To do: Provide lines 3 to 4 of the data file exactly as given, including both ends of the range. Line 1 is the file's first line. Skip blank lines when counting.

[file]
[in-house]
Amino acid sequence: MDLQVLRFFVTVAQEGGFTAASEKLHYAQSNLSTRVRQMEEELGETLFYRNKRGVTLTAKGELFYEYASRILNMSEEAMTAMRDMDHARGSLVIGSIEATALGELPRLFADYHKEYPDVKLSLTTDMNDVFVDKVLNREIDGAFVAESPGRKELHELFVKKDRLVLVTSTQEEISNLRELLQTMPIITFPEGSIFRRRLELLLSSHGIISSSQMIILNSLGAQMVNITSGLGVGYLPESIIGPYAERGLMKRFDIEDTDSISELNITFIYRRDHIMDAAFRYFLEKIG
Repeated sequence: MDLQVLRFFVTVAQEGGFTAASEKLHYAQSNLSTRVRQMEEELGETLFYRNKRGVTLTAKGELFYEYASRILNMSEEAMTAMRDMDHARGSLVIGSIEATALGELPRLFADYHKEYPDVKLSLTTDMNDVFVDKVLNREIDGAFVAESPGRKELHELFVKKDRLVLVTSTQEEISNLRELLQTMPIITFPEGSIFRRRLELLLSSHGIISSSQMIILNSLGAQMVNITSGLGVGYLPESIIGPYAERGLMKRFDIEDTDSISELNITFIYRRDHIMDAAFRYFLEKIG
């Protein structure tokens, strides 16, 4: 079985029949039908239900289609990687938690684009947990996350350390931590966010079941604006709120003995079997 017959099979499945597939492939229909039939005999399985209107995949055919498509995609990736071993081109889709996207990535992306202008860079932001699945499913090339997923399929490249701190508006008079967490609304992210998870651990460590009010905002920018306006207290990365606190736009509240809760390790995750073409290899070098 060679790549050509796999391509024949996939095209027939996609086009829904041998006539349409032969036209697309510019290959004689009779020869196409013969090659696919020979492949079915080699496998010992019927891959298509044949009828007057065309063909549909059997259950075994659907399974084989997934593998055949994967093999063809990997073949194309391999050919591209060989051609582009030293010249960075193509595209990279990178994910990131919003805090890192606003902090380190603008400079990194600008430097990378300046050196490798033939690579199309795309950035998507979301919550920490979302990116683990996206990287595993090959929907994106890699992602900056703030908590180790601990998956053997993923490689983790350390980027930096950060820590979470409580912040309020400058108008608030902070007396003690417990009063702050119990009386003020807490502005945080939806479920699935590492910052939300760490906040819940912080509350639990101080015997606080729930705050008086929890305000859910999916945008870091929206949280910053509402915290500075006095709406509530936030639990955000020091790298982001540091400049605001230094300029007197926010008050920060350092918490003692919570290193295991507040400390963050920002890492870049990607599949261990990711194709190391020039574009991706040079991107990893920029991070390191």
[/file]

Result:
Repeated sequence: MDLQVLRFFVTVAQEGGFTAASEKLHYAQSNLSTRVRQMEEELGETLFYRNKRGVTLTAKGELFYEYASRILNMSEEAMTAMRDMDHARGSLVIGSIEATALGELPRLFADYHKEYPDVKLSLTTDMNDVFVDKVLNREIDGAFVAESPGRKELHELFVKKDRLVLVTSTQEEISNLRELLQTMPIITFPEGSIFRRRLELLLSSHGIISSSQMIILNSLGAQMVNITSGLGVGYLPESIIGPYAERGLMKRFDIEDTDSISELNITFIYRRDHIMDAAFRYFLEKIG
């Protein structure tokens, strides 16, 4: 079985029949039908239900289609990687938690684009947990996350350390931590966010079941604006709120003995079997 017959099979499945597939492939229909039939005999399985209107995949055919498509995609990736071993081109889709996207990535992306202008860079932001699945499913090339997923399929490249701190508006008079967490609304992210998870651990460590009010905002920018306006207290990365606190736009509240809760390790995750073409290899070098 060679790549050509796999391509024949996939095209027939996609086009829904041998006539349409032969036209697309510019290959004689009779020869196409013969090659696919020979492949079915080699496998010992019927891959298509044949009828007057065309063909549909059997259950075994659907399974084989997934593998055949994967093999063809990997073949194309391999050919591209060989051609582009030293010249960075193509595209990279990178994910990131919003805090890192606003902090380190603008400079990194600008430097990378300046050196490798033939690579199309795309950035998507979301919550920490979302990116683990996206990287595993090959929907994106890699992602900056703030908590180790601990998956053997993923490689983790350390980027930096950060820590979470409580912040309020400058108008608030902070007396003690417990009063702050119990009386003020807490502005945080939806479920699935590492910052939300760490906040819940912080509350639990101080015997606080729930705050008086929890305000859910999916945008870091929206949280910053509402915290500075006095709406509530936030639990955000020091790298982001540091400049605001230094300029007197926010008050920060350092918490003692919570290193295991507040400390963050920002890492870049990607599949261990990711194709190391020039574009991706040079991107990893920029991070390191």